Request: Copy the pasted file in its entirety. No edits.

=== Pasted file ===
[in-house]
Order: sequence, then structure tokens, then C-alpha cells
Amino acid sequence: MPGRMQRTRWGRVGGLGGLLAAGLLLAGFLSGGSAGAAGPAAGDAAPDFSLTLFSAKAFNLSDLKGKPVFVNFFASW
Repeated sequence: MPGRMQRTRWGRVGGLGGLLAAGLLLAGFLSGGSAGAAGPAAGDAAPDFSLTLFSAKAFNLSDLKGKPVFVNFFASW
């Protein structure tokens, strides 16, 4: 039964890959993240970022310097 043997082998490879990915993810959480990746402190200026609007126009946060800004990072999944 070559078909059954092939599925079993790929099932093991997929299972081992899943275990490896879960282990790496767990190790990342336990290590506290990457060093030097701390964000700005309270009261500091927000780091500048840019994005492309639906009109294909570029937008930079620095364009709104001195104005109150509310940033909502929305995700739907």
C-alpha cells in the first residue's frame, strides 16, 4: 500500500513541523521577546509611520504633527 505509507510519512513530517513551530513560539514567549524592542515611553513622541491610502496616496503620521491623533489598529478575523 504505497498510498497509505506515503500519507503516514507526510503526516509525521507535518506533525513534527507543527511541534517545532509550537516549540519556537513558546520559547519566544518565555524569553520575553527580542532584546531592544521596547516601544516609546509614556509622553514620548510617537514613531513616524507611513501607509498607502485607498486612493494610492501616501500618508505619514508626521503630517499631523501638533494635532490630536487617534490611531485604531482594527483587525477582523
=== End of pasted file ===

[in-house]
Order: sequence, then structure tokens, then C-alpha cells
Amino acid sequence: MPGRMQRTRWGRVGGLGGLLAAGLLLAGFLSGGSAGAAGPAAGDAAPDFSLTLFSAKAFNLSDLKGKPVFVNFFASW
Repeated sequence: MPGRMQRTRWGRVGGLGGLLAAGLLLAGFLSGGSAGAAGPAAGDAAPDFSLTLFSAKAFNLSDLKGKPVFVNFFASW
């Protein structure tokens, strides 16, 4: 039964890959993240970022310097 043997082998490879990915993810959480990746402190200026609007126009946060800004990072999944 070559078909059954092939599925079993790929099932093991997929299972081992899943275990490896879960282990790496767990190790990342336990290590506290990457060093030097701390964000700005309270009261500091927000780091500048840019994005492309639906009109294909570029937008930079620095364009709104001195104005109150509310940033909502929305995700739907």
C-alpha cells in the first residue's frame, strides 16, 4: 500500500513541523521577546509611520504633527 505509507510519512513530517513551530513560539514567549524592542515611553513622541491610502496616496503620521491623533489598529478575523 504505497498510498497509505506515503500519507503516514507526510503526516509525521507535518506533525513534527507543527511541534517545532509550537516549540519556537513558546520559547519566544518565555524569553520575553527580542532584546531592544521596547516601544516609546509614556509622553514620548510617537514613531513616524507611513501607509498607502485607498486612493494610492501616501500618508505619514508626521503630517499631523501638533494635532490630536487617534490611531485604531482594527483587525477582523